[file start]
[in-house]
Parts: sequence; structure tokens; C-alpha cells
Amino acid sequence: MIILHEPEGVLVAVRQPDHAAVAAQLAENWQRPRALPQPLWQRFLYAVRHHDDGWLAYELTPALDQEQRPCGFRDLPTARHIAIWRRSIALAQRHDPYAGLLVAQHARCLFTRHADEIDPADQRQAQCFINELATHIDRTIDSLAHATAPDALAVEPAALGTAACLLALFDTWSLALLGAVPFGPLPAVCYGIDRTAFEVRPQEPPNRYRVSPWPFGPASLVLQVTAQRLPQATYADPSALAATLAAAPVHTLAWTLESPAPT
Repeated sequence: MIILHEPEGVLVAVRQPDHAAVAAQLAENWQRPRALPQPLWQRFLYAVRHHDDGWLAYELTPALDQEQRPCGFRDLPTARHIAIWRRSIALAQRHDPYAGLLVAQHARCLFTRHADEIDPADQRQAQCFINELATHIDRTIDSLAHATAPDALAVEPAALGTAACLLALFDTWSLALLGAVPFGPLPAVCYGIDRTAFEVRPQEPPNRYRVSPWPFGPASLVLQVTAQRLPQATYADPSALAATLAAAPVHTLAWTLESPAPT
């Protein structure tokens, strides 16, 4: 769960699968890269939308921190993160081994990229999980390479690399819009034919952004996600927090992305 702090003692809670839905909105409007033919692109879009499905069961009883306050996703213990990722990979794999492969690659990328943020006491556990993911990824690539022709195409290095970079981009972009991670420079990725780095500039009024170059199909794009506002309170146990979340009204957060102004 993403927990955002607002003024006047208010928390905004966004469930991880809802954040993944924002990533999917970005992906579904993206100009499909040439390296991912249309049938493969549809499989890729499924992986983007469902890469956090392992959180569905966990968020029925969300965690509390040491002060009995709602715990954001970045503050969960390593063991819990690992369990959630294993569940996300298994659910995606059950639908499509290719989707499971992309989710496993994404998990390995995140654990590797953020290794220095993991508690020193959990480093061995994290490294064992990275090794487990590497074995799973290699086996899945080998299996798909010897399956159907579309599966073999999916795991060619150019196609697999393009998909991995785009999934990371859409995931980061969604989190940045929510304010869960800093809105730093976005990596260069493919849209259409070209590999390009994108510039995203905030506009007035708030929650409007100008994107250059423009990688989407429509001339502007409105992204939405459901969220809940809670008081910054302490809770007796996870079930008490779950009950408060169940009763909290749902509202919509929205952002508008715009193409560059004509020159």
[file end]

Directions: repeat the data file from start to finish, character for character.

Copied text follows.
[in-house]
Parts: sequence; structure tokens; C-alpha cells
Amino acid sequence: MIILHEPEGVLVAVRQPDHAAVAAQLAENWQRPRALPQPLWQRFLYAVRHHDDGWLAYELTPALDQEQRPCGFRDLPTARHIAIWRRSIALAQRHDPYAGLLVAQHARCLFTRHADEIDPADQRQAQCFINELATHIDRTIDSLAHATAPDALAVEPAALGTAACLLALFDTWSLALLGAVPFGPLPAVCYGIDRTAFEVRPQEPPNRYRVSPWPFGPASLVLQVTAQRLPQATYADPSALAATLAAAPVHTLAWTLESPAPT
Repeated sequence: MIILHEPEGVLVAVRQPDHAAVAAQLAENWQRPRALPQPLWQRFLYAVRHHDDGWLAYELTPALDQEQRPCGFRDLPTARHIAIWRRSIALAQRHDPYAGLLVAQHARCLFTRHADEIDPADQRQAQCFINELATHIDRTIDSLAHATAPDALAVEPAALGTAACLLALFDTWSLALLGAVPFGPLPAVCYGIDRTAFEVRPQEPPNRYRVSPWPFGPASLVLQVTAQRLPQATYADPSALAATLAAAPVHTLAWTLESPAPT
């Protein structure tokens, strides 16, 4: 769960699968890269939308921190993160081994990229999980390479690399819009034919952004996600927090992305 702090003692809670839905909105409007033919692109879009499905069961009883306050996703213990990722990979794999492969690659990328943020006491556990993911990824690539022709195409290095970079981009972009991670420079990725780095500039009024170059199909794009506002309170146990979340009204957060102004 993403927990955002607002003024006047208010928390905004966004469930991880809802954040993944924002990533999917970005992906579904993206100009499909040439390296991912249309049938493969549809499989890729499924992986983007469902890469956090392992959180569905966990968020029925969300965690509390040491002060009995709602715990954001970045503050969960390593063991819990690992369990959630294993569940996300298994659910995606059950639908499509290719989707499971992309989710496993994404998990390995995140654990590797953020290794220095993991508690020193959990480093061995994290490294064992990275090794487990590497074995799973290699086996899945080998299996798909010897399956159907579309599966073999999916795991060619150019196609697999393009998909991995785009999934990371859409995931980061969604989190940045929510304010869960800093809105730093976005990596260069493919849209259409070209590999390009994108510039995203905030506009007035708030929650409007100008994107250059423009990688989407429509001339502007409105992204939405459901969220809940809670008081910054302490809770007796996870079930008490779950009950408060169940009763909290749902509202919509929205952002508008715009193409560059004509020159």